The people who surround him in the painting are the few people who, I feel, are doing a better job of not cannibalising Mandela’s ideals and actually getting up and following through on all the big talk. In a way, this painting in a backward mirror that makes us look at ourselves through the gruesome eyes of the history of a single man whom we have blindly (for the most part, and this has nothing to do with whether he deserves it or not) followed and loved into an era that was filled with landmines that included reconciliation without war etc. I feel that the painting is a reflection of all those it angers and I don’t think that the strong reaction has anything to do with Mandela being dead in the painting but with our own personal reflections on the issues that Damaso raises with this painting. I will, however, do a bit more reading and maybe we can have a bit more of a conversation about it once I am fully informed about the issues surrounding it as expressed in the media I will consult.”

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  33. Ardo says:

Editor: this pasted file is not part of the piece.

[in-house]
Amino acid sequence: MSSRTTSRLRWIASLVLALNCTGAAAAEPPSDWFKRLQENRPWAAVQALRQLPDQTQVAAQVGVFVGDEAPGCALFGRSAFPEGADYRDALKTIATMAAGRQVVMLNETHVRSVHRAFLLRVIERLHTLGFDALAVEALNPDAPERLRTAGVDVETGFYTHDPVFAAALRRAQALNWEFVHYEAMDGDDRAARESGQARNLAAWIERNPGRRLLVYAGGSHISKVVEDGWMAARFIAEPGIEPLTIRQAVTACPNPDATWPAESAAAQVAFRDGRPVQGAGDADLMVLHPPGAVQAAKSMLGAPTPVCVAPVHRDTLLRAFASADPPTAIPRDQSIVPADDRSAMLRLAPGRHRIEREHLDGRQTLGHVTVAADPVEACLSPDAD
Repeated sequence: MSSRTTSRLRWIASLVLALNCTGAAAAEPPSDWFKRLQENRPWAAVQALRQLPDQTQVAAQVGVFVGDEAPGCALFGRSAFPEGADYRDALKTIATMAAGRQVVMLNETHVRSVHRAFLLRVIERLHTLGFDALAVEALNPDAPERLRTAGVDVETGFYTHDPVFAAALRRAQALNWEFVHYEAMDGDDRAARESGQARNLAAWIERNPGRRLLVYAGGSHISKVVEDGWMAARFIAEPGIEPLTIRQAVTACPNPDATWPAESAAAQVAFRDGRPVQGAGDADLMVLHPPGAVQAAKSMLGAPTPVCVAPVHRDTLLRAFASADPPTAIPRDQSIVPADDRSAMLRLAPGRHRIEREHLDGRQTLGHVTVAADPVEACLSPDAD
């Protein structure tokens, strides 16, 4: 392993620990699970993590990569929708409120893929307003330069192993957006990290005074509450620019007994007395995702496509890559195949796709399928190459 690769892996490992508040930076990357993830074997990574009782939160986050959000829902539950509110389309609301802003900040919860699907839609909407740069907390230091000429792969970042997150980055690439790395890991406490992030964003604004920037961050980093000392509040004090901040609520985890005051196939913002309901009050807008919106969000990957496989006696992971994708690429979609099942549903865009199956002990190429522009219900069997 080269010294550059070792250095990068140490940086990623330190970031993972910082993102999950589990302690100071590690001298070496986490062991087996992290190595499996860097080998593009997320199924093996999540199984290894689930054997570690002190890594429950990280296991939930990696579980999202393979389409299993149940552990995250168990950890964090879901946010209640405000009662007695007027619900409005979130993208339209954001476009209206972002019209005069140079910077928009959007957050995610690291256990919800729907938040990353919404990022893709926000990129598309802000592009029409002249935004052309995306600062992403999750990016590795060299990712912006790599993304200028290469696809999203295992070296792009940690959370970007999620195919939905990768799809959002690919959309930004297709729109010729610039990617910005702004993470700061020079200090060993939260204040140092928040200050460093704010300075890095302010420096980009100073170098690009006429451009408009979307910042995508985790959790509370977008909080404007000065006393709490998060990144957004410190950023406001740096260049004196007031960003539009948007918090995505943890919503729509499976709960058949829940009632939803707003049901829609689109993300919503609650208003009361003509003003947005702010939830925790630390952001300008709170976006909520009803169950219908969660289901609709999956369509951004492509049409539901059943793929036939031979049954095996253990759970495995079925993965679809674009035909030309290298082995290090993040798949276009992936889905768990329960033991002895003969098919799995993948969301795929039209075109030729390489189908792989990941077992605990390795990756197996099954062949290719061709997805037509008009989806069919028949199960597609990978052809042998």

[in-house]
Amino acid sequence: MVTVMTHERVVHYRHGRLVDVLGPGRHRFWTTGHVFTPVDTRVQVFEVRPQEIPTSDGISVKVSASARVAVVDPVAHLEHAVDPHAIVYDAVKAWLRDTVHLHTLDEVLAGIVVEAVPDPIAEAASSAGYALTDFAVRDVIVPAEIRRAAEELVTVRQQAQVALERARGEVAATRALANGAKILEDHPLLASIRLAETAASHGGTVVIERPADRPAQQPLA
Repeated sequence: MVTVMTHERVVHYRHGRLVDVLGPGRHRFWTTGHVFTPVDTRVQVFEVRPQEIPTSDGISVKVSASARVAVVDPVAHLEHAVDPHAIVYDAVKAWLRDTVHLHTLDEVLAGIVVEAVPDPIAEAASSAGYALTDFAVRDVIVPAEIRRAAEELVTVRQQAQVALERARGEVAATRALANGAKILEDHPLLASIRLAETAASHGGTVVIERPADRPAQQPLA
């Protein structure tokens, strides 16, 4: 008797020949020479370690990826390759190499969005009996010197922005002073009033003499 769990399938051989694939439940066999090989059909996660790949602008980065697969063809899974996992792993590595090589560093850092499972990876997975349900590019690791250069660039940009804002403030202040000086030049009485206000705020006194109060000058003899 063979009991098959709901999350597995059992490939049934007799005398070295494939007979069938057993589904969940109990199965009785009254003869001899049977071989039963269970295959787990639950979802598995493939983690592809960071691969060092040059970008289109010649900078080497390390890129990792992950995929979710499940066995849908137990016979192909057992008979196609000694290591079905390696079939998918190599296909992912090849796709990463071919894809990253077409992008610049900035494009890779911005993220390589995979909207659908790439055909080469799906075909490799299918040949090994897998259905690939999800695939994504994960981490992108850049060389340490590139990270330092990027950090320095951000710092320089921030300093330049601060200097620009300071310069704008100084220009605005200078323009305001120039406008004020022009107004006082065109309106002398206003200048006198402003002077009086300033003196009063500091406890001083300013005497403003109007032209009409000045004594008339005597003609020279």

Great I like way he express what is inside, so congrats

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  34. Doos Gesig says:

    amazing how much Pantshwa dude got every body excited over his opinion, to say he has no right to feel like he does is hypocritical for those advocating free speech.The article is cool but the painting sucks balls and attention seeking really.burn!

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  35. Michael Smith says:

    ‘Bad painting’ is a visual language in its own right; this practice of dismissing the terms and effect of a work simply as ‘bad’ (or ‘kak’, or whatever), is wannabe-bourgeois in the extreme.

    The quality of this work (or at least its apparently deliberate absence of quality) has a function: it sets up a dialogue with Rembrandt’s postion of veneration within Western culture. Damaso’s work is poor art for poor times, I say; it’s like Vicious doing Sinatra: Punk 101.

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  36. MASHIANOKE ML says:

    unfoturnately we all of us dnt knw what the guy was thinkin,he s the only one who cn tell da true meaning of da paintin.nontheless the boy is gifted.issues like this shows dad as south africans w still new in the world of democracy.